As I sit here planning for my next program, I wonder to myself if anyone knows how many hours it takes to record a 10-minute video, or if people are even watching them and not just skimming along. I have to admit, this is peculiar. I usually have a room full of people in front of me that I can account for: toddlers smiling, dancing and interacting with each other, while parents are chatting and catching up; tweens munching and mingling as I hang in the background, facilitating and silently laughing at their quirky conversations. I miss the human connection. ... 26 May 2020 by Carol-Leigh Susinno
“Suffolk County Scandals Investigations: A Reminiscence” is the title of a recent book written by Warren Liburt, a 90-year former lawyer from Suffolk County, now retired in Maine, who lived through the series of scandals that rocked this county through the 1950s in what was widely known as the “Suffolk Scandals” When I started as a journalist in Suffolk County in 1962, I heard many stories about the “Suffolk Scandals” of the prior decade. Many people in politics and the legal system whom I would meet, and county government itself, were affected by it. Reading Mr. Liburt’s eyewitness account was ... by Staff Writer
It was not long ago when a farmer was accustomed to getting “the finger.” The wide slowness of the tractor enraged many of those who were stuck behind it. When they finally went around, the whole carload would be flipping you off. Things are different now. People see the farmer and the tractor as implements of survival. With my tractor idling, I wait at the intersection of Sagg Main and Montauk Highway. Now, as cars whiz by, I am more likely to get a fist pump or a thumbs up. But appreciating somebody is very different from understanding somebody. Not ... 19 May 2020 by Staff Writer
The COVID-19 pandemic has gripped all normalcy in my life by the throat. And kept squeezing. My mother died on March 20, in a Florida assisted-living facility, unattended by her children. One by one, a cascade of debilitating restrictions suffocated our efforts to join her: a 14-day quarantine for air travelers, no intra-state visitation, and, finally, a complete shutdown. In her final 48 hours, we even considered moving her to an unrestricted facility, weighing the cost of our comfort against her peace and safety. We finally realized that our determination to be with her had blinded us to the risk ... by Adele Kristiansson
Is Suffolk County to become a sanctuary for some New York City people because of the COVID-19 pandemic? There are indications that this is happening. “It’s Time To Get Out Of Dodge” was the recent headline in The New York Times. “Cooped up and concerned about the post-Covid future, renters and owners are making moves to leave the city,” said the piece. It spoke of “a sense that in today’s era of social distancing, one-person-at-a-time elevator rides to get home and looping routes to avoid passersby on city streets have fundamentally changed New York City.” The article, the lead of ... by Staff Writer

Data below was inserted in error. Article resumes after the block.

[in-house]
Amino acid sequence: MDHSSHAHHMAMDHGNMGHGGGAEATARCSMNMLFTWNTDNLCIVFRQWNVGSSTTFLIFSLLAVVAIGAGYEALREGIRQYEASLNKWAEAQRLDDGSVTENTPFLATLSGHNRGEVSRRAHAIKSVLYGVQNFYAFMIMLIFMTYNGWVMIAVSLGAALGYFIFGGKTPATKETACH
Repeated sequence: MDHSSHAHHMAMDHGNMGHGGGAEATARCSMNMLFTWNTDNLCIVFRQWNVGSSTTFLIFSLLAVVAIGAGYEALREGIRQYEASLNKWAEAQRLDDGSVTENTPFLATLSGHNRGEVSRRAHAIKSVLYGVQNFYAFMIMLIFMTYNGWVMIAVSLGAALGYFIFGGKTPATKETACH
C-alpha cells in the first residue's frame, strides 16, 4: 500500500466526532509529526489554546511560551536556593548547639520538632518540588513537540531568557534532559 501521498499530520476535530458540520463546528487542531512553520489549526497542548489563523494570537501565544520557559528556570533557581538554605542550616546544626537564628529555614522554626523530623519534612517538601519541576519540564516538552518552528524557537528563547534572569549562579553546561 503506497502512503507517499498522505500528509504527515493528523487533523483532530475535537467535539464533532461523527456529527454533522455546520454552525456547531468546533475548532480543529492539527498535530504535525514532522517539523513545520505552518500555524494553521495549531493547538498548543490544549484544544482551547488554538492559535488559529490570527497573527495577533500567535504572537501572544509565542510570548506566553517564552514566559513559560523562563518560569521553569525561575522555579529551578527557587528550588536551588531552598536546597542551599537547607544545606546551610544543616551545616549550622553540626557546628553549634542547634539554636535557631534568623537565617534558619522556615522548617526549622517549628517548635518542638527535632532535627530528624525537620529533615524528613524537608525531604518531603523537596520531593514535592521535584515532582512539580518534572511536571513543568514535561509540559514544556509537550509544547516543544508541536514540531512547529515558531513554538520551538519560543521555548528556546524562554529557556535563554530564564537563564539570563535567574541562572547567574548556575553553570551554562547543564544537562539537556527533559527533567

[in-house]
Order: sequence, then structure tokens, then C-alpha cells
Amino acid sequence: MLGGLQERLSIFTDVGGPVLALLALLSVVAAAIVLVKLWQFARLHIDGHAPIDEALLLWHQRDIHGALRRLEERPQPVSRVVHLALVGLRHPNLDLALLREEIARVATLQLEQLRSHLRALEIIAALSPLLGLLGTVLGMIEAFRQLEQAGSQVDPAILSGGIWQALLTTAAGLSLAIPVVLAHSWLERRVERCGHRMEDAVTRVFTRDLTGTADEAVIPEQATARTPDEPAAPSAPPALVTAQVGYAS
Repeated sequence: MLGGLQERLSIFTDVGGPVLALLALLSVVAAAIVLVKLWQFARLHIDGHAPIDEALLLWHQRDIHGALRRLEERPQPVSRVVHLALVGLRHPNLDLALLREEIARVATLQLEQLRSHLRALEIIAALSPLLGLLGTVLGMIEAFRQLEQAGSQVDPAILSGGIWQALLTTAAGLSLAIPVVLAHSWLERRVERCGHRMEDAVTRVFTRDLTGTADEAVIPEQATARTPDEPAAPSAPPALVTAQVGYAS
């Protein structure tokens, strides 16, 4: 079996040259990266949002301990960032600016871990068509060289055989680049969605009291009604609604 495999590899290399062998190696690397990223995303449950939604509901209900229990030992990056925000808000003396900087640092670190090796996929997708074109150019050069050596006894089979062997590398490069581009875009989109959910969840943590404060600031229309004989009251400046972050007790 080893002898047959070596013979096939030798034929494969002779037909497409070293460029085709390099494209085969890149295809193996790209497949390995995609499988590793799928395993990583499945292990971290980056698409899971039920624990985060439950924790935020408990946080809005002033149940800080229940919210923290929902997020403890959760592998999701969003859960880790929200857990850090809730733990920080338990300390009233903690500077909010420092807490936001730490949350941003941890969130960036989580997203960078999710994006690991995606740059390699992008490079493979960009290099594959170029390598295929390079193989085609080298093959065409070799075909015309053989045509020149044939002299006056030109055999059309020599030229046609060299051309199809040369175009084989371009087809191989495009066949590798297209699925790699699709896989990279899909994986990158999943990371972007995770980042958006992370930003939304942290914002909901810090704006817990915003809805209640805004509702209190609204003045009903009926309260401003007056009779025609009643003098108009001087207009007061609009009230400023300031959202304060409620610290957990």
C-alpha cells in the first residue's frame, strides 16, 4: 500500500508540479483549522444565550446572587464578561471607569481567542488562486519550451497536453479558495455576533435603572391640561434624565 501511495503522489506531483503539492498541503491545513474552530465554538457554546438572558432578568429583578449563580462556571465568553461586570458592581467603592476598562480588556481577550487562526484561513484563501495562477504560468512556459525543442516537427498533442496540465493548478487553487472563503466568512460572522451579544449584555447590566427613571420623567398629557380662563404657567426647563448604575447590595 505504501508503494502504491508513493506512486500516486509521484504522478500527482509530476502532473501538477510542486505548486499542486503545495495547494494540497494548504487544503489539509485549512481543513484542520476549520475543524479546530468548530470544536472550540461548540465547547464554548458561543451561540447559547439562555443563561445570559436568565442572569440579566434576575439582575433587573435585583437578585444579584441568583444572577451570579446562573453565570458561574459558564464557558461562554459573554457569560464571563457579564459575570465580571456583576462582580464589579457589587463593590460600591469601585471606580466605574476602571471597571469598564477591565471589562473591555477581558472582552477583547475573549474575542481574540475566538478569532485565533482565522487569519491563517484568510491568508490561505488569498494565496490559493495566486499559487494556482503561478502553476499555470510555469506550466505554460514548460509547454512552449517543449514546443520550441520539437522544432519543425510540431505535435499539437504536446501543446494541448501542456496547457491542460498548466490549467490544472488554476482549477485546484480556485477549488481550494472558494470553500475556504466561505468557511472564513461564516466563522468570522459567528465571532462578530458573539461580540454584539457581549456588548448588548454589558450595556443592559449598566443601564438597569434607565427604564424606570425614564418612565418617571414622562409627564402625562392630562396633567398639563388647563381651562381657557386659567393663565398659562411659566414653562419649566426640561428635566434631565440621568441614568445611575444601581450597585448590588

What marked the week was the wind — wild, pressing and whipping wind. I spend a lot of time outside, in the elements, as my mother likes to say. Day by day, I evaluate what I cannot control — the weather — and how it impacts my crops. Impact is certainly the word: Seedlings, whole rows of them, are tossed and turned and then driven, like a landward kite, flat against the earth. The plants, in their short 10 days, have had nothing but violent weather. The incessant gale, despite the soil’s ample moisture, desiccates the tender petioles. It’s too ... 12 May 2020 by Staff Writer
It’s a time to worry, a time to mourn, but also a time to learn. A staggering 80 percent of COVID-19 deaths are occurring among senior citizens 65 years and older. Today, seniors make up 16 percent of the total population, a percentage bound to increase in the future. The overwhelming majority of seniors are U.S. citizens, mostly born here, whereas the naturalized U.S. citizen population is on average much younger. Long-term care facilities and nursing homes housing senior citizens are the eye of the storm. Over 4,800 people have now died from COVID-19 in New York’s nursing homes, including ... by Jorge Balán
“It is certainly true that we need to get back to work. It’s a shame that we don’t have the testing that would inform us how to get back to work the safest way possible,” said Dr. Paul A. Offit, co-inventor of the vaccine for rotavirus. Like COVID-19, rotavirus is highly contagious and can be fatal. It causes severe diarrhea. Until the vaccine arrived in the mid-2000s, hundreds of thousands of children worldwide died from it each year. In developing countries, it still takes a toll. Dr. Offit was on the Sunday “Today” show, and host Willie Geist was questioning ... 11 May 2020 by Staff Writer
I don’t know about God, but Mother Nature is going to get even. We’ve been poisoning her beautiful planet since the dawn of the Industrial Age, when the first coal-burning factory started belching gouts of choking, black smoke into the atmosphere. Mother Nature has been patient, though, you have to admit; but, then again, she works with mind-boggling timelines that extend over eons. We are just flyspecks who come and go in the blink of her eyes. She has given us plenty of time to correct the errors of our ways, but she has finally exhausted her last ounce of ... by Staff Writer
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